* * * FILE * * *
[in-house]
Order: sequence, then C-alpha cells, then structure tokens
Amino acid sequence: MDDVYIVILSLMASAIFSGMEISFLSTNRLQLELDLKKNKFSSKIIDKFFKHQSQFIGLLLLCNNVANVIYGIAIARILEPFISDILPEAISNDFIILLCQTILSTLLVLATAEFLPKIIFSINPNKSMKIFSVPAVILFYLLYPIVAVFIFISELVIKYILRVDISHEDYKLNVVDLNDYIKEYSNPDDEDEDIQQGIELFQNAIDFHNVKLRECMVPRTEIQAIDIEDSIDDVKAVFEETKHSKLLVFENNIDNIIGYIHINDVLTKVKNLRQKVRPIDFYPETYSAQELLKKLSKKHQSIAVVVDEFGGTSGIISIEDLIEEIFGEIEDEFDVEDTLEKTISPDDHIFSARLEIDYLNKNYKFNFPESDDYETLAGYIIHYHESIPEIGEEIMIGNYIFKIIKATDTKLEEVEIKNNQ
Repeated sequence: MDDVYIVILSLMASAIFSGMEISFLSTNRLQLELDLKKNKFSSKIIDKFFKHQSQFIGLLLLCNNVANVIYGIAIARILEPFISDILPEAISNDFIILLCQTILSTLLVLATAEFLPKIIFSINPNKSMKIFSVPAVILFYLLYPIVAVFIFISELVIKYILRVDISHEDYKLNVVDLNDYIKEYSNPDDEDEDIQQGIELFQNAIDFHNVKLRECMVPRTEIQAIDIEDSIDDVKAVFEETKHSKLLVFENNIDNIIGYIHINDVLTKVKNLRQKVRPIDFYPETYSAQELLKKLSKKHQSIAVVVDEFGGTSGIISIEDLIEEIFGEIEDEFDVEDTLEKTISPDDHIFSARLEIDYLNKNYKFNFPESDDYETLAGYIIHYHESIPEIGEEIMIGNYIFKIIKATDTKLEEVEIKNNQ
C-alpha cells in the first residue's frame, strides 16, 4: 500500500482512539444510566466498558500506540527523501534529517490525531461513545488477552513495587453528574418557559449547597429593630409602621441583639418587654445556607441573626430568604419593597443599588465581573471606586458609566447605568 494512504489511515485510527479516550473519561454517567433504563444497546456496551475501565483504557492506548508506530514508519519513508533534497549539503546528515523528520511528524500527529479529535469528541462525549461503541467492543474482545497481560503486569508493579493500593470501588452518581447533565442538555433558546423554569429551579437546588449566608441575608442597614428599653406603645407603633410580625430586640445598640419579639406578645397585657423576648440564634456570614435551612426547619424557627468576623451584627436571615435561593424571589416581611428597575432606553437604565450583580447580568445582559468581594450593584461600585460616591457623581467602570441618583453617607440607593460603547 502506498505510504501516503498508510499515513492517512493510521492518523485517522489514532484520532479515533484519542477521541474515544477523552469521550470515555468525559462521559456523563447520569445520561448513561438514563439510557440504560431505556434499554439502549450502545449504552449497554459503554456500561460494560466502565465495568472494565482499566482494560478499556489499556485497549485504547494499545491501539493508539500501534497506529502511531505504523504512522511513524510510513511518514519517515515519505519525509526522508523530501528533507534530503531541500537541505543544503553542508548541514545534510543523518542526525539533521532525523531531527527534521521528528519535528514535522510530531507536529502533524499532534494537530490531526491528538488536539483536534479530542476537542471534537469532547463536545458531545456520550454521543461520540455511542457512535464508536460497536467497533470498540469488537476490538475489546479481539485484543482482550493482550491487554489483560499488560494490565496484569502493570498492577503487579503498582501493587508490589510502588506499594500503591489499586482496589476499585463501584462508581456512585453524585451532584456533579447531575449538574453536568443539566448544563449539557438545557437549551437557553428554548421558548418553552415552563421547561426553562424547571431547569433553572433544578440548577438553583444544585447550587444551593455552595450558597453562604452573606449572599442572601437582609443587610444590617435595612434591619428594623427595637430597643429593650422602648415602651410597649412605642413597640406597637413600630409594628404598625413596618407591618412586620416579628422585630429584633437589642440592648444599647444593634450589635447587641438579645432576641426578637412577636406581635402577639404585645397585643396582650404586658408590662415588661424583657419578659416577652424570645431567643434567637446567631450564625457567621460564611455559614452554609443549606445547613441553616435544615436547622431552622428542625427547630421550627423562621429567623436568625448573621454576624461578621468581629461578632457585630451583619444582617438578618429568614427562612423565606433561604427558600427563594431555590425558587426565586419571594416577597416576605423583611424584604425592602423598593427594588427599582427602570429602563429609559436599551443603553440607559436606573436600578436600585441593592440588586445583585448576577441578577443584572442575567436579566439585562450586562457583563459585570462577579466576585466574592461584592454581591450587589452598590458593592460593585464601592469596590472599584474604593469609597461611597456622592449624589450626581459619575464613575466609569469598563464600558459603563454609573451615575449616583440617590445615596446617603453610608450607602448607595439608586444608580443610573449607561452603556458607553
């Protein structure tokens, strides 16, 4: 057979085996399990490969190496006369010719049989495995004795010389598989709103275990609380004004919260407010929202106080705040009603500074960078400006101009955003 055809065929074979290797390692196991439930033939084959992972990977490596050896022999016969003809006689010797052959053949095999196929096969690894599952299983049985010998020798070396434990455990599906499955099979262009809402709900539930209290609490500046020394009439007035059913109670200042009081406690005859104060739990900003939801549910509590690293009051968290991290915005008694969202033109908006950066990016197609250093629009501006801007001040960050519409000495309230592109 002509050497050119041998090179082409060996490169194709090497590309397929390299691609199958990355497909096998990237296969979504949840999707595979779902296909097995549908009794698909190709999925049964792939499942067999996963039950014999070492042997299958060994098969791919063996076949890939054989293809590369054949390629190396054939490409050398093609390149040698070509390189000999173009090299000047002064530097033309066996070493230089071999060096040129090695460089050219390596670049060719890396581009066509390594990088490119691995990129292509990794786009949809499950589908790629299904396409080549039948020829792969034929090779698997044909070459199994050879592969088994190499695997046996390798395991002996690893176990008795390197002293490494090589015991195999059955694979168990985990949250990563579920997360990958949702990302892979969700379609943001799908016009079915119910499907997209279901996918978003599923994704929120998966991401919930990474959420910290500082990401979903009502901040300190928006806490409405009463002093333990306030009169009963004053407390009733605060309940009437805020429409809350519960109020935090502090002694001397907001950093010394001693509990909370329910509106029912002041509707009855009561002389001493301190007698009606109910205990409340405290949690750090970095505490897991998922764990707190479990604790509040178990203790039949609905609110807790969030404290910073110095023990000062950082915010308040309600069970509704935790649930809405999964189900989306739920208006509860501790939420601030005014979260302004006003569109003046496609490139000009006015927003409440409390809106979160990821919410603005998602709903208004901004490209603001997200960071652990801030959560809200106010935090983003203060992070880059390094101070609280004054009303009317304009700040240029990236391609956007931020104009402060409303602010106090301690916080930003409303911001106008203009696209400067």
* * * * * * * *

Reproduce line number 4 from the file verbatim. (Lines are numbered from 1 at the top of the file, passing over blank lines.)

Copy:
Repeated sequence: MDDVYIVILSLMASAIFSGMEISFLSTNRLQLELDLKKNKFSSKIIDKFFKHQSQFIGLLLLCNNVANVIYGIAIARILEPFISDILPEAISNDFIILLCQTILSTLLVLATAEFLPKIIFSINPNKSMKIFSVPAVILFYLLYPIVAVFIFISELVIKYILRVDISHEDYKLNVVDLNDYIKEYSNPDDEDEDIQQGIELFQNAIDFHNVKLRECMVPRTEIQAIDIEDSIDDVKAVFEETKHSKLLVFENNIDNIIGYIHINDVLTKVKNLRQKVRPIDFYPETYSAQELLKKLSKKHQSIAVVVDEFGGTSGIISIEDLIEEIFGEIEDEFDVEDTLEKTISPDDHIFSARLEIDYLNKNYKFNFPESDDYETLAGYIIHYHESIPEIGEEIMIGNYIFKIIKATDTKLEEVEIKNNQ